It is well known that the ZDF rat which represents a genetic model of metabolic syndrome suffers from obesity, type 2 diabetes, hypertension and dyslipidemia. Investigations have shown that treatment with resveratrol, a potent antioxidant reduced dyslipidemia and TNF-α in visceral adipose tissue of obese Zucker rats . Importantly, we have shown in the present study that LA prevented the rise in the final body weight in ZDF rats. This is in agreement with a recent study which had demonstrated that LA induced prominent gene expression changes in liver in support of significant improvement of whole-body lipid status . In addition, the present study showed that LA treatment prevented the increase in the NADPH oxidase activity in epididymal fat tissue as well as the rise in the liver B1R expression at mRNA and protein levels. This is in agreement with previous studies which have shown that lipoic acid attenuated the rise in vascular superoxide production in ZDF rats . Thus, the present results suggest that oxidative stress through an overexpression of B1R is implicated in the elevation of body weight in ZDF rats. Our data support previous claims showing that B1R knockout mice or chronic blockade of B1R with SSR240612 decreases fat mass, increase energy expenditure and leptin sensitivity in mice treated with high-fat diet . Similarly, 1-week treatment with the B1R antagonist SSR240612 reduced whole body and epididymal fat mass in high glucose feeding rats , supporting a role for B1R in obesity associated with type 2 diabetes.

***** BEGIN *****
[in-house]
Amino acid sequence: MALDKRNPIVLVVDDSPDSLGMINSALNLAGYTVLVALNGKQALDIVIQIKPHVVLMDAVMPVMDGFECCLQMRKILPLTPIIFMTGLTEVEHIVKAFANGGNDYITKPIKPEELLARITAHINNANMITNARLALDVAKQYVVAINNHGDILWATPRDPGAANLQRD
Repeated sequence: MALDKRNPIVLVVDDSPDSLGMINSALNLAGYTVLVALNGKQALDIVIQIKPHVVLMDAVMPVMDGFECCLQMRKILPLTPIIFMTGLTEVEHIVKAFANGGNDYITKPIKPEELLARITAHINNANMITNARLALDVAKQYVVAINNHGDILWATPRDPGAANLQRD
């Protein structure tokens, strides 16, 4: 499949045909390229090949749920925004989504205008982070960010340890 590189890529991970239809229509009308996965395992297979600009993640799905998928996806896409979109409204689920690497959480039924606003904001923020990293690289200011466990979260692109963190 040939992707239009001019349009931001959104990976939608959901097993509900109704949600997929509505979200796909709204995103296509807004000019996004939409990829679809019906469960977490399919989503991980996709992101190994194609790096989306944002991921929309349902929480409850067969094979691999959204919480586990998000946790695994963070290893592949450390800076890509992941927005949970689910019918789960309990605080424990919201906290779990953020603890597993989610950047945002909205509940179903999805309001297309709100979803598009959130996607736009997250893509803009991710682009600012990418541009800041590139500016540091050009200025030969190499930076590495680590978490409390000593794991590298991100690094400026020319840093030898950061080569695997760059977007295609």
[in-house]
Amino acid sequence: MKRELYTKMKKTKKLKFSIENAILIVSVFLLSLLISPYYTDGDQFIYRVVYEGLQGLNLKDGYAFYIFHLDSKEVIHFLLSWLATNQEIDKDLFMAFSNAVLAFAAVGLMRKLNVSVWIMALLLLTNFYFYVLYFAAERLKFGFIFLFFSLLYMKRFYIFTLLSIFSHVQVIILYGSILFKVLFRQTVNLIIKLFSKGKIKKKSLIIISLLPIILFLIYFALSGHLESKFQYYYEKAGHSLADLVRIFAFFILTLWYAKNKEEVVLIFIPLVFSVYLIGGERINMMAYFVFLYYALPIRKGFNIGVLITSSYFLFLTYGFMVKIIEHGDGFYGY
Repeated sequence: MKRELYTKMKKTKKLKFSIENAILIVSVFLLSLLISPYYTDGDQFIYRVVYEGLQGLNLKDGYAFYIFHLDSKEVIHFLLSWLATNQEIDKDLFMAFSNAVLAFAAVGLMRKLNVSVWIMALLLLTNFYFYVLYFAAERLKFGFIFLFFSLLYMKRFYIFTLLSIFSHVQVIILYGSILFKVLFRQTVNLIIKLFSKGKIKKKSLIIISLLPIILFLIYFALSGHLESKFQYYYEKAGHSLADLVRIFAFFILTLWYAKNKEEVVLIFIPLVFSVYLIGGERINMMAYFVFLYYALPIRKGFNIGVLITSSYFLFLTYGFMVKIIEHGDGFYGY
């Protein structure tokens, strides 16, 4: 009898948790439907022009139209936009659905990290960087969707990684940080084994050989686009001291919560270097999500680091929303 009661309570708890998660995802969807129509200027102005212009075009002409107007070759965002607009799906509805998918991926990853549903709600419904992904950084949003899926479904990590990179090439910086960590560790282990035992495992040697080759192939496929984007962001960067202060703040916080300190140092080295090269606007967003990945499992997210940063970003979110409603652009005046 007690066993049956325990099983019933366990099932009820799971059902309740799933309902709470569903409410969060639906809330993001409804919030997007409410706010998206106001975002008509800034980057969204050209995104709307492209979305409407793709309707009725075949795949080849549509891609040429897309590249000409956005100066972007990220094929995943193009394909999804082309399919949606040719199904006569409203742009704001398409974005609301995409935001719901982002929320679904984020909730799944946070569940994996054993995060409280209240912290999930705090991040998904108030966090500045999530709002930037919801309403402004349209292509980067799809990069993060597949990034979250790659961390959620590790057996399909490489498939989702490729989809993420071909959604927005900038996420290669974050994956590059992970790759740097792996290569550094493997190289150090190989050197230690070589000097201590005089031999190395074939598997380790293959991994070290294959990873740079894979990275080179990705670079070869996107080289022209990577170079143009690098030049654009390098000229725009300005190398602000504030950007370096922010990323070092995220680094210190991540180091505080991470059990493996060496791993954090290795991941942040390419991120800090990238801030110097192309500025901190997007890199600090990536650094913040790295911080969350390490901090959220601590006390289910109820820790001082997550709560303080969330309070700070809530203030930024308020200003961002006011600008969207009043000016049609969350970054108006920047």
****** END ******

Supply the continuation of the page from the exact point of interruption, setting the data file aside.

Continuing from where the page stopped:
In our study, B2R expression was also increased in the liver of ZDF rats by a mechanism sensitive to LA treatment. However, evidence suggests rather a protective role for B2R in insulin resistance and diabetes. The B2R is known to ameliorate insulin resistance by increasing glucose uptake and supply, and by inducing glucose transporter-4 translocation either directly or through phosphorylation of insulin receptor . Resistance to insulin occurs in B2R knockout mice, which is not compensated by the B1R . B2R also provides cardio- and nephro-protection in ZDF rats [33,34]. Obese mice (ob/ ob) lacking the B2R have similar body weight or fat accumulation, but showed increased fasting glycemia and impaired glucose tolerance when compared with ob/ob control mice, indicating insulin resistance and impaired glucose homeostasis .